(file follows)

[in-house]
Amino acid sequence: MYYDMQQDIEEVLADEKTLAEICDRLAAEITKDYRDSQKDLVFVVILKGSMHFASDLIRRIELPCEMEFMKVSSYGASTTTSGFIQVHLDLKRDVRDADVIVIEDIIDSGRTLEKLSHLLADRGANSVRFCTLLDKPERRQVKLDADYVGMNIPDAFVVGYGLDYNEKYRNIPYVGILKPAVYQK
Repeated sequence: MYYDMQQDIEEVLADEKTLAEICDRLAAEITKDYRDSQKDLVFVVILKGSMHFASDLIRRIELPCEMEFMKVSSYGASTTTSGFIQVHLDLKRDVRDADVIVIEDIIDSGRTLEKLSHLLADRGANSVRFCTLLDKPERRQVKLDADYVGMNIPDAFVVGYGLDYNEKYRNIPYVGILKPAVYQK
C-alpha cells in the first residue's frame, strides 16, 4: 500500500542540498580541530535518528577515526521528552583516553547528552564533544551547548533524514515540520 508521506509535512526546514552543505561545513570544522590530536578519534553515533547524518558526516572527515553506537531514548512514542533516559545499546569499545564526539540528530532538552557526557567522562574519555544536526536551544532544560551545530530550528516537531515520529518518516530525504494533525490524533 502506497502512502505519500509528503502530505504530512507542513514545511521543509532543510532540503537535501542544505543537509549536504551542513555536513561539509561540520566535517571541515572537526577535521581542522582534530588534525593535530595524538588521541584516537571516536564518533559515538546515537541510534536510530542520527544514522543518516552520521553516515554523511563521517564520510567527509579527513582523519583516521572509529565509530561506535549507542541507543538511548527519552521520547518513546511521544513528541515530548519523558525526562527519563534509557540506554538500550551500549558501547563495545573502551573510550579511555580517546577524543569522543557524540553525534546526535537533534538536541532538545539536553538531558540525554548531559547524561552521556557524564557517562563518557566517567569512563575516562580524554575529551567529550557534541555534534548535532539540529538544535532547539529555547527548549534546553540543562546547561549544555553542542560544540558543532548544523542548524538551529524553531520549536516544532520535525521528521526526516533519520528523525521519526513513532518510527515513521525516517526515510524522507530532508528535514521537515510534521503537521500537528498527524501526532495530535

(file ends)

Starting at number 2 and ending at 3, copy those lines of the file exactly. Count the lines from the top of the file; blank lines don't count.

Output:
Amino acid sequence: MYYDMQQDIEEVLADEKTLAEICDRLAAEITKDYRDSQKDLVFVVILKGSMHFASDLIRRIELPCEMEFMKVSSYGASTTTSGFIQVHLDLKRDVRDADVIVIEDIIDSGRTLEKLSHLLADRGANSVRFCTLLDKPERRQVKLDADYVGMNIPDAFVVGYGLDYNEKYRNIPYVGILKPAVYQK
Repeated sequence: MYYDMQQDIEEVLADEKTLAEICDRLAAEITKDYRDSQKDLVFVVILKGSMHFASDLIRRIELPCEMEFMKVSSYGASTTTSGFIQVHLDLKRDVRDADVIVIEDIIDSGRTLEKLSHLLADRGANSVRFCTLLDKPERRQVKLDADYVGMNIPDAFVVGYGLDYNEKYRNIPYVGILKPAVYQK